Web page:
It is important to consider the recreational needs of teens and youth. This may include skateparks, multi-use games areas, fitness equipment and parkour courses. These notes are to help you select a suitable supplier who can provide a facility for your specific needs.
The industry standards to which all equipment should conform are:
ISEN 14974:2006- equipment – which covers skating, roller blades and BMX.
ISEN 15312:2007- Multi-use Games Areas (MUGAs)
ISEN 1176:2008- Youth Shelters
ISEN 1176:2008, Part 1- Adult Fitness Items
ISEN 16630:2013- Adult Fitness Items (which will be published shortly)
BS 10075 – Parkour
Please note that adult fitness items and parkour are for youth and adults.
It is not part of children’s play. Any provision should clearly state this and should be sited away from play areas.
The correct location of a skating facility is important. It should be easily accessible by public transport and be on footpath and cycle links. Ideally, it should be far enough away from houses to prevent any noise problems but where it may still be overlooked from a public area.
It is essential to involve local youth in site selection and design at the beginning of the whole process and also with the management of the facility through a user group. The addition of a youth shelter with good lighting, a multi-use games area or a climbing wall will add to the attraction of the site. However, don’t expect all skaters to use the park as street skating is an important sub culture among skaters. Skate parks should not be sited close to playgrounds for young children but if this cannot be avoided and the facility is small, then it should be separated from the play area by a fence.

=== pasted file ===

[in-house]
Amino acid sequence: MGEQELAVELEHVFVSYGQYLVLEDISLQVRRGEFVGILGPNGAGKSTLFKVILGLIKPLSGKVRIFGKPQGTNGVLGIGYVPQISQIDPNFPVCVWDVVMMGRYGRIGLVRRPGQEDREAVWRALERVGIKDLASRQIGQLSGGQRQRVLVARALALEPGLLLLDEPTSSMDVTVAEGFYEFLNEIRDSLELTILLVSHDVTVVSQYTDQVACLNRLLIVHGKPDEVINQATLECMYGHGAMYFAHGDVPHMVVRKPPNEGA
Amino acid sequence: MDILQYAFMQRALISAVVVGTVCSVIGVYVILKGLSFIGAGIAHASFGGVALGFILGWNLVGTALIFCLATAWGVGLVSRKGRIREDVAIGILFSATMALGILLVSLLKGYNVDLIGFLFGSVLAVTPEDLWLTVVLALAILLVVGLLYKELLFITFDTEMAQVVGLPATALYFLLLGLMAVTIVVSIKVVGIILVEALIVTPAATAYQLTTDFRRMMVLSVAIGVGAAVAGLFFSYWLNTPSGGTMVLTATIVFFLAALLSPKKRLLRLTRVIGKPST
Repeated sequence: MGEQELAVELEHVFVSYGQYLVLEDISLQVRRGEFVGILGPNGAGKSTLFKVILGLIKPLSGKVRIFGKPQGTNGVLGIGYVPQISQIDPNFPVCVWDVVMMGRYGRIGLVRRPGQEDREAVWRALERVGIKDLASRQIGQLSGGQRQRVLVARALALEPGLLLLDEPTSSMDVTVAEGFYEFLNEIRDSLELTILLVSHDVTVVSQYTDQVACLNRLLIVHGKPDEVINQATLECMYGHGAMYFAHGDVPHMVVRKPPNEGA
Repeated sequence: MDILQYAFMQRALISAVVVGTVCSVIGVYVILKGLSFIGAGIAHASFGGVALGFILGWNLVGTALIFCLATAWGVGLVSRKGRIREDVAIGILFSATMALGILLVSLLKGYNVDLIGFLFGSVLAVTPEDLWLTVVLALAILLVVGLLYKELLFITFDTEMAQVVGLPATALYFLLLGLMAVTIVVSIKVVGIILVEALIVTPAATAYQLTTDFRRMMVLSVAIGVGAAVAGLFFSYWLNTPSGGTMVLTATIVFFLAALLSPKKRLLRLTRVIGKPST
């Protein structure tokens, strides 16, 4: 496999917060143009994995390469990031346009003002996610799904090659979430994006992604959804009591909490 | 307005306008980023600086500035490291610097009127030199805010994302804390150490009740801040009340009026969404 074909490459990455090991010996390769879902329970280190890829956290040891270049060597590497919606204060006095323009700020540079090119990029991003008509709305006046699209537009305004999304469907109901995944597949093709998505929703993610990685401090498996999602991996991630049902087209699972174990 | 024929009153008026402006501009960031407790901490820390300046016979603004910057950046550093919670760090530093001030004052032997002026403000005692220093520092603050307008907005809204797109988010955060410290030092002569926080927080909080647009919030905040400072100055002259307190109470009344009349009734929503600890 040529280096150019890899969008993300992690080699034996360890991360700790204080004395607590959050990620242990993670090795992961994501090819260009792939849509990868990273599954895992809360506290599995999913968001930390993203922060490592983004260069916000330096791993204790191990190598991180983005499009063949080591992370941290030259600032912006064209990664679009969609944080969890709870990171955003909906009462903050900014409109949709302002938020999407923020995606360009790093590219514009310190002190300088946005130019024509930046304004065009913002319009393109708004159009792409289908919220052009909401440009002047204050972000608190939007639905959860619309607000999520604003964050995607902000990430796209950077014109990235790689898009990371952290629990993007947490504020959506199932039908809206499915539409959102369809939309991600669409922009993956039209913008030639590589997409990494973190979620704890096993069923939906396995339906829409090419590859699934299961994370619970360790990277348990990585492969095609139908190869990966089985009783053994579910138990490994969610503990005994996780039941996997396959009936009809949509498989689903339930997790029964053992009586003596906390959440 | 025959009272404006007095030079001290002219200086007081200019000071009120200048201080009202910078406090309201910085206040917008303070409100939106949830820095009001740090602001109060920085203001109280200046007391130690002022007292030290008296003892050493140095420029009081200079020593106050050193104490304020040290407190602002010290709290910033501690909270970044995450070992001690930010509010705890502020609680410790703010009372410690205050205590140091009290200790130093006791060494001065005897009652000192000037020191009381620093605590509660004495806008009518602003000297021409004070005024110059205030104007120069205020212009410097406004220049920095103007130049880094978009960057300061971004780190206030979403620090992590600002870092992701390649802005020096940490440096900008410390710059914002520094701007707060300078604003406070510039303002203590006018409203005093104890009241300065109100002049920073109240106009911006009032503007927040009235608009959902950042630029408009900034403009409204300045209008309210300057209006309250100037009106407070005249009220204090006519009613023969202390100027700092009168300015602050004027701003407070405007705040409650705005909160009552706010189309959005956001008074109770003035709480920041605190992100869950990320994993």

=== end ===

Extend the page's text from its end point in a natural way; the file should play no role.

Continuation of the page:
Companies tendering for supply should be asked for references for recently completed sites. Rather than supplying off-the-shelf equipment and layouts, they should be able to work with you and the user group to provide tailored schemes to your requirements.
The layout of the equipment is important. A good skating flow helps park etiquette and safety. This can be achieved by ensuring that the skating line, or layout of equipment, is end to end. Potential collision points are where skating lines cross. Distances between ramps should neither be too cramped nor too far to lose momentum. Ramp heights should also give enough height to feed into other items.
There are main riding surface options on the market, including concrete and composite materials, each of which has its own characteristics. A bad riding surface will become unpopular with skaters and may suffer from lack of use. The best general surface between equipment is floated concrete but tarmac may be used if it is sufficiently fine grained.
Most equipment is the free standing ‘street’ type but sunken, sprayed concrete bowls are becoming more popular, as they offer more variety, are safer, quieter and are less visually awkward, even though they may be more expensive to build.
There should be easy access for construction and maintenance. If suppliers are unable to carry out the ground works they should be able to provide detailed specifications to enable others to do so.
Suppliers should be able to provide fencing, signage, lighting and shelters if required and should be responsible for site security during construction. Suppliers should also be able to offer a RoSPA post-installation safety inspection and risk assessment. They should also have a clear Health and Safety policy and site guidelines.
Potential companies should be able to provide a maintenance package, or include a site hand-over and talk staff through the basic maintenance requirements. You should ask for a maintenance manual written specifically for your facility and a pack of basic spare parts. A reliable after-sales service will ensure that the supplier can provide parts in good time if needed. Responsible suppliers should also provide comprehensive warranties covering their equipment and installation.
Look out for popped rivets, loose rails, flaking concrete and gaps between the rolling and riding surfaces which could catch a wheel.
Based on an article by Freestyle Skateparks in Public Sector Landscape & Equipment, June 2005.
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